The Ninth Circuit Court of Appeals recently held that Escobar’s two-part test for establishing falsity under an implied certification theory is mandatory, not merely an example of how falsity could be established in that context. This ruling establishes helpful precedent for FCA defendants in the Ninth Circuit and elsewhere who are facing an implied certification claim.
In United States ex rel. Campie v. Gilead Scis., the relators alleged the defendant, Gilead Sciences, made false statements about its compliance with FDA regulations regarding certain HIV drugs, resulting in the receipt of billions of dollars from the government. Specifically, relators claimed that defendant represented to the FDA certain HIV drugs – Truvada, Emtriva and Atripla – contained an active ingredient, FTC, which was sourced from FDA-approved facilities. According to relators, the FTC was allegedly sourced from an unapproved facility called Synthetics China. Because the drugs contained FTC sourced from unapproved facilities, the drugs allegedly were not FDA approved and therefore ineligible for payment under government programs.
Relators also alleged the defendant falsified or concealed data in support of its application to get Synthetics China approved as an FTC facility. According to relators, defendant told the FDA three batches of FTC from Synthetics China passed testing and were consistent with batches from existing, approved manufacturers. According to relators, two of those three batches had actually failed internal testing. Instead of reporting the two contaminated batches to the FDA, the defendant allegedly obtained new batches and amended its application to the FDA to secure approval of Synthetics China.
The district court dismissed relators’ first amended complaint under Fed. R. Civ. 12(b)(6) for failure to state a claim. Thereafter, relators amended their complaint. The district court dismissed relators’ second amended complaint, this time with prejudice, for failure to state a claim. Relators appealed to the Ninth Circuit Court of Appeals, which ultimately reversed the district court’s dismissal.
In its decision, the Ninth Circuit confirmed that Escobar’s two-part test for establishing falsity under implied certification theory is mandatory. To that end, a relator must demonstrate two things: (1) the claim did not merely request payment, but also made “specific representations” about the goods or services provided; and (2) the defendant’s failure to disclose noncompliance with material statutory, regulatory or contractual requirements made the representations “misleading half-truths.” This is significant, because DOJ and relator’s counsel have argued the two-part test laid out by the United States Supreme Court in Escobar is merely one example of how falsity can be established, not a requirement. In deeming the Escobar two-part test mandatory, the Ninth Circuit fell in line with at least two other circuits. See United States ex rel. Whately v. Eastwick Coll., 657 F. App’x 89, 94 (3d Cir. 2016); United States v. Sanford-Brown, Ltd., 840 F. 3d 445, 448–49 (7th Cir. 2016). There has been no shortage of disagreement on this issue among district courts throughout country. Compare United States v. DynCorp Int’l, LLC, 2017 U.S. Dist. LEXIS 76397, at *14 (D.D.C. May 19, 2017) (stating that requiring “specific representations” for an implied certification claim “is not the law of the D.C. Circuit”), and Rose v. Stephens Inst., 2016 U.S. Dist. LEXIS 128269, at *15 (N.D. Cal. Sep. 20, 2016) (“In sum, Escobar did not establish a rigid two-part test for falsity that must be met in . . . every single implied certification case.”), with United States ex rel. Schimelpfenig v. Dr. Reddy’s Labs. Ltd., 2017 U.S. Dist. LEXIS 44064, at *13–14 (E.D. Pa. Mar. 27, 2017) (holding that implied certification claims failed to meet the “two conditions” laid out in Escobar), and New York ex rel. Khurana v. Spherion Corp., 2017 U.S. Dist. LEXIS 61158, at *22–23 (S.D.N.Y. Apr. 21, 2017) (same).In Campie, the Ninth Circuit found the relators’ second amended complaint alleged sufficient facts to satisfy this two-part test. With respect to the first element, relators alleged that by submitting claims for Truvada, Emtriva and Atripla, the defendant represented it was providing drugs approved by the FDA that were manufactured at approved facilities and were not adulterated or misbranded. Based on relators’ allegations, the defendant did more than merely request payment – it represented the drugs provided were FDA approved, as the drugs bore the name of specific drugs found under the FDA’s regulatory regime.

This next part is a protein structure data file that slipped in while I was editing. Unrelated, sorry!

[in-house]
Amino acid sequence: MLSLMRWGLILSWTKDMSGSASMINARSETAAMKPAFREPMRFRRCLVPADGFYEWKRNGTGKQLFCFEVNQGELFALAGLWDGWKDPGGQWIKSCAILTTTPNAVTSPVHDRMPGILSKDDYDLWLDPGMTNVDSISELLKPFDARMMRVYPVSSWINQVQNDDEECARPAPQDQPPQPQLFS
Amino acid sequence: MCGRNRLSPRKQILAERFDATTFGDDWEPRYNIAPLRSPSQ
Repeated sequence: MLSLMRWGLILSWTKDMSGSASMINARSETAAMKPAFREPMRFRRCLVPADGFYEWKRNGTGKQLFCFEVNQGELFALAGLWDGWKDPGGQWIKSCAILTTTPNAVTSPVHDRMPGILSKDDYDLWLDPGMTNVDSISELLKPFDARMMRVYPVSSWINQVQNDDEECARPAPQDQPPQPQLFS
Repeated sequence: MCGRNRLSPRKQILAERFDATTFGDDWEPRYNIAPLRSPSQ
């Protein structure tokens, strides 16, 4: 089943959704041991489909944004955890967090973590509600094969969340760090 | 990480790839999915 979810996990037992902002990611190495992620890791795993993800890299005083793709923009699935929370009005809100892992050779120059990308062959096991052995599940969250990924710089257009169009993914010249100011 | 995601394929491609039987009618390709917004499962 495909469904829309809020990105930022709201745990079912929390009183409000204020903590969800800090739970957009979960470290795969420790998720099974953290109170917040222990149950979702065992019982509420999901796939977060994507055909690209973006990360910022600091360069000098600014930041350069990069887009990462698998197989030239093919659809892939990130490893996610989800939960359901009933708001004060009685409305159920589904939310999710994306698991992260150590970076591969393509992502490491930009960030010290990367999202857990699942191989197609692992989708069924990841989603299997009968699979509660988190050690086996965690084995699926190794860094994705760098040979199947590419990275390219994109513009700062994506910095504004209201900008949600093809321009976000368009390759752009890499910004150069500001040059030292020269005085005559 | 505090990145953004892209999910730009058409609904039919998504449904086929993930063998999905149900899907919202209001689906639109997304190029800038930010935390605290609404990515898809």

With respect to the second element, the Ninth Circuit found the relators’ second amended complaint sufficiently alleged the representations defendant made were “misleading half-truths.” Relators asserted the defendant mislabeled and misbranded nonconforming drugs and misrepresented its compliance with FDA regulations by omitting critical information, such as the fact it altered inventory codes and mislabeled shipping and tracking information. Because relators’ second amended complaint satisfied the two-part Escobar test, the Ninth Circuit found that they adequately pled falsity under the FCA.